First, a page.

Today on Horror Month I am kicking of the blog tour for Jeremy De Quidt THE WRONG TRAIN! This a story about a boy who gets the wrong train and gets of at the next stop to realise it isn't a station and he isn't alone. The stranger starts to tell him scary stories to pass the time-but are these just stories?
This is defiantly a great read for Halloween! Don't read them at night if you want to sleep.
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Beth asked me ‘Where do you get your spooky inspiration from?’ and I said I’d tell her, and I’ll be honest - it probably isn’t what she or you might be expecting.
If you read Chris Priestley’s or my mate Peadar O’Guilin’s posts for Beth earlier this month - both of whom write scary stuff - you’ll see that they liked strange and disturbing stories from an early age. It was what they sought out as soon as they could. Most people who write scary stuff seem to be the same.
I never read one scary book, not a single one.
And I’ll tell you why.
Some people almost get born being able to catch a ball, or draw a picture, or dance or run, that’s their thing. I got given something else.
I got given nightmares as my thing.
From an early age, maybe five or six onwards, my nights were filled with dark dreams and terrors. Not just one or two nights, but night after night after night. It only took the simplest thing to fire them up - a picture in a newspaper or something on the television. That was all I needed. It was a real worry for my parents - they’d be woken up by me screaming blue-murder in the middle of the night and there was nothing they could do except sit with me till I calmed down, and then leave the light on. But the light left on didn’t really help because left alone I could fill the darkness just beyond it with enough evil and terror to last until morning.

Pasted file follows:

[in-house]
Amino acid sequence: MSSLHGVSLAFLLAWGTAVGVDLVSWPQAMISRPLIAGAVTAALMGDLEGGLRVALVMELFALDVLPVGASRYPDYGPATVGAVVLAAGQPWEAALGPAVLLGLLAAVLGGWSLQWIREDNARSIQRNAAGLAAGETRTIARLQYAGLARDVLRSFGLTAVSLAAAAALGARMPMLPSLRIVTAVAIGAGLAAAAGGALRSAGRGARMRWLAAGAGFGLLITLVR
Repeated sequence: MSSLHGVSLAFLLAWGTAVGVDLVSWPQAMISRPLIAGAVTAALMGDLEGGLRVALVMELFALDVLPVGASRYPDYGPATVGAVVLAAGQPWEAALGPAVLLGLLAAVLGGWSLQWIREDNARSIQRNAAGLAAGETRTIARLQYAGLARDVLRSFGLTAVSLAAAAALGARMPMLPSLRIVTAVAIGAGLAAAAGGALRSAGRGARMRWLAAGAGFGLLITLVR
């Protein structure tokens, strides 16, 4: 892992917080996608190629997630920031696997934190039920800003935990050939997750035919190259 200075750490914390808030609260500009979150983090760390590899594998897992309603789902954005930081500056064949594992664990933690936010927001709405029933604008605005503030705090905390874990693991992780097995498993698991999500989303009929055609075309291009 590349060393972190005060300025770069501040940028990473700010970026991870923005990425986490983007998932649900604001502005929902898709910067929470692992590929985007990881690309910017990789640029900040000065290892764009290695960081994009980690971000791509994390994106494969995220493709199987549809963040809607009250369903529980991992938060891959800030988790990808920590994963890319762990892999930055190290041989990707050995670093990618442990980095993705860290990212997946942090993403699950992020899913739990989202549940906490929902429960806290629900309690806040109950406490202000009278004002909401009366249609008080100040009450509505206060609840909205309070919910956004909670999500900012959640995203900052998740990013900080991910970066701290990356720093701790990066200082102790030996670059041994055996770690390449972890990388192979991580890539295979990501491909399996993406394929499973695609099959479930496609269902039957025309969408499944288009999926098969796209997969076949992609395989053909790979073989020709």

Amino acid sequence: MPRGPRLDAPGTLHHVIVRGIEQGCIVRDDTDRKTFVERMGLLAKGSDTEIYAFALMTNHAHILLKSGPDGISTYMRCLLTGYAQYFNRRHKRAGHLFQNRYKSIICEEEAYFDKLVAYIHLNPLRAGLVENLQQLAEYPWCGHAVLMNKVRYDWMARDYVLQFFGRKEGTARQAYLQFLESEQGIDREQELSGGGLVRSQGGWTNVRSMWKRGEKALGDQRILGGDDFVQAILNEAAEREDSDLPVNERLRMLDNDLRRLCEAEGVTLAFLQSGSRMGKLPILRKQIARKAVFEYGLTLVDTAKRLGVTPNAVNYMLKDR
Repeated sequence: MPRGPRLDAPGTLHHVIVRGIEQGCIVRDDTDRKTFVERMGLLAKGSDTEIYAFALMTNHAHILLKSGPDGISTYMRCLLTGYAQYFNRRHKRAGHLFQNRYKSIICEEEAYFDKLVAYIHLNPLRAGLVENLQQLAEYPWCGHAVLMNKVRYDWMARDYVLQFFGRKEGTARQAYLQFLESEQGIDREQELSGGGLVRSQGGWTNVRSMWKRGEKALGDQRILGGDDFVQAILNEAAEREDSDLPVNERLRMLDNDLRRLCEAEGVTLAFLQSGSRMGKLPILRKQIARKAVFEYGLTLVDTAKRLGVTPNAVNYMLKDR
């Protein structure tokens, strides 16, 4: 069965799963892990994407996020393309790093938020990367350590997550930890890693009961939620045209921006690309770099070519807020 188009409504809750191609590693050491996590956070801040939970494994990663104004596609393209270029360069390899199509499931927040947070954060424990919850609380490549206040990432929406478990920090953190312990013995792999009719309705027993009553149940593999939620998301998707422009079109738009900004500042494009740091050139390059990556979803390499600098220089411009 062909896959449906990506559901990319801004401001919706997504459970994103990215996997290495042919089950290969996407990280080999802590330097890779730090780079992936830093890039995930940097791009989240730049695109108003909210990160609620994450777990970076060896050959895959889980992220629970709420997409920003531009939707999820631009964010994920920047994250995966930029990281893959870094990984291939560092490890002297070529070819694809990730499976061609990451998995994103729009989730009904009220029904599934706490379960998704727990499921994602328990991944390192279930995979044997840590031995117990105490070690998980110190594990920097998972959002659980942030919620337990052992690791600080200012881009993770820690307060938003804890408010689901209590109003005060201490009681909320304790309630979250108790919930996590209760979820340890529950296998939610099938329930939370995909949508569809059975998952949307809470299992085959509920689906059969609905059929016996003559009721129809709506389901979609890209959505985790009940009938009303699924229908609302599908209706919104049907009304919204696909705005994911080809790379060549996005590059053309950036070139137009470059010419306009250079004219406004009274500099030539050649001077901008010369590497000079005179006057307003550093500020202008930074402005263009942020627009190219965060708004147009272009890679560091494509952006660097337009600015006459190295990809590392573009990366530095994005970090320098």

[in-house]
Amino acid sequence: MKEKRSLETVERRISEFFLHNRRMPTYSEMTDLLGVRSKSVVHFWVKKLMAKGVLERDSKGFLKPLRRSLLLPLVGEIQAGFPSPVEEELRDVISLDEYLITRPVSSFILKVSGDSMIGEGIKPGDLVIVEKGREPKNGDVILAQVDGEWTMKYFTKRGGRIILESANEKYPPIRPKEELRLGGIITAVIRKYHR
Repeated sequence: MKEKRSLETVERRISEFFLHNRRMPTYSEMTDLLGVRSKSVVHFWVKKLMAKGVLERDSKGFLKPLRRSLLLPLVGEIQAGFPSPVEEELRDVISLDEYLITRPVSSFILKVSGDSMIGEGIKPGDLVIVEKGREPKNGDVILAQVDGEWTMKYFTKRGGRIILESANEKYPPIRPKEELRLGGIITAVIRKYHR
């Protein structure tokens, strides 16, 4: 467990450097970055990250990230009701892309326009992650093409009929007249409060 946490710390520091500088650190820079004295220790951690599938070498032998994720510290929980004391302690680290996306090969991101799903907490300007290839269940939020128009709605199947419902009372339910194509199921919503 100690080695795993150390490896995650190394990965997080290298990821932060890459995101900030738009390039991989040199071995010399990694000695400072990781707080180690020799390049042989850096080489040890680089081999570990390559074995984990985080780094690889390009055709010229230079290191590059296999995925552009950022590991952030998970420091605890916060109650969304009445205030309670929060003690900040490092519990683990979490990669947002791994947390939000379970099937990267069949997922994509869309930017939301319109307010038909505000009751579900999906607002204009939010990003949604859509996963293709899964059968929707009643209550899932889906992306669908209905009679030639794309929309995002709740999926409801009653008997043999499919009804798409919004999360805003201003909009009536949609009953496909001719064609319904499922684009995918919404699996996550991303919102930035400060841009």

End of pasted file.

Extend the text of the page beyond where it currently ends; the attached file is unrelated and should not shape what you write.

They said I had ‘a dark imagination.’
At school people would say ‘Did you see the vampire film last night?’ and I’d say ‘Yeah.’ Had I watched it? Had I heck. I wouldn’t have slept for a month if I’d watched it. But I didn’t need to watch it. I knew what it was about and that was enough for me, I could fill in all the details and a whole lot more all by myself. Dark imagination, you see.
Some of those dreams I can still remember to this day - the reflection in a mirror of a dead Spanish lady, a cowboy staked by his wrists and ankles to the ground under a hot desert sun - I can remember the smell of that one too. And dark, filthy stables stacked one on top of the other where they hauled the screaming horses up by ropes and pulleys - I can remember the sounds of that one.
Eventually I grew out of it.
I think I was in my late teens, the dreams just stopped coming and if they did come they didn’t bother me - maybe like Peadar’s chilli sauce, I’d just got used to the taste of the chilli and it didn’t burn anymore. But when I want to write something frightening all I have to do is walk back down those paths and I can remember exactly what it felt like. Can dip a pen in it and write it down on a page.
So, there you are. That’s the truth. That’s where the inspiration comes from.
But I don’t do it unkindly. I know there are lots of people who really enjoy a small scare, and I’m always happy to oblige - but I’m always careful of what I show them.
It’s like opening a box of chocolates and with a dark smile offering them round and saying “go on, try one of these.”
It's late. Dark. A boy rushes to catch a train, leaping aboard just before it pulls away. Suddenly he realises that it's the wrong train. He's annoyed of course, but not scared...Yet. He gets off at the next station, but the platform's empty, and it doesn't look like any station he's seen before. But he's still not scared...Yet. Then a stranger arrives - someone with stories to help pass the time. Only these aren't any old stories. These are nightmares, and they come with a price to pay...Scared yet? You will be.